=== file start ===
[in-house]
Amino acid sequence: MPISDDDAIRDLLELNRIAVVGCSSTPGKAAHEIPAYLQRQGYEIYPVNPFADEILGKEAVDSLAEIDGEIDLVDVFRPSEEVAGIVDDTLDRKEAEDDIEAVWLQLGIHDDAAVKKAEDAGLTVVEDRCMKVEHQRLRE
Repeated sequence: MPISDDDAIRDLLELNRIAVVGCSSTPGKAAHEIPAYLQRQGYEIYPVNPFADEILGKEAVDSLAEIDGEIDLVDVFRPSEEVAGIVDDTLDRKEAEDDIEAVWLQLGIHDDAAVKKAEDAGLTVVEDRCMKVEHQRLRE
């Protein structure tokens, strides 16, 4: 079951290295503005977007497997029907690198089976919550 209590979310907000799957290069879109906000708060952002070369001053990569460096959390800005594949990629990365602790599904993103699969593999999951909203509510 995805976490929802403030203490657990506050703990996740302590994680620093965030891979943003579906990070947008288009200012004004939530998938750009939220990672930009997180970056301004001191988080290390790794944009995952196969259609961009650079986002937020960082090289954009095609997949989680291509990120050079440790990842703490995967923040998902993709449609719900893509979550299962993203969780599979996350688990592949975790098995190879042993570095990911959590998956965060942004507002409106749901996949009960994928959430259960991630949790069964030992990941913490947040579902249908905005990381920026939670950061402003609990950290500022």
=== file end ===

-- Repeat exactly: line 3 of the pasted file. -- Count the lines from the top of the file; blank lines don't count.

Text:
Repeated sequence: MPISDDDAIRDLLELNRIAVVGCSSTPGKAAHEIPAYLQRQGYEIYPVNPFADEILGKEAVDSLAEIDGEIDLVDVFRPSEEVAGIVDDTLDRKEAEDDIEAVWLQLGIHDDAAVKKAEDAGLTVVEDRCMKVEHQRLRE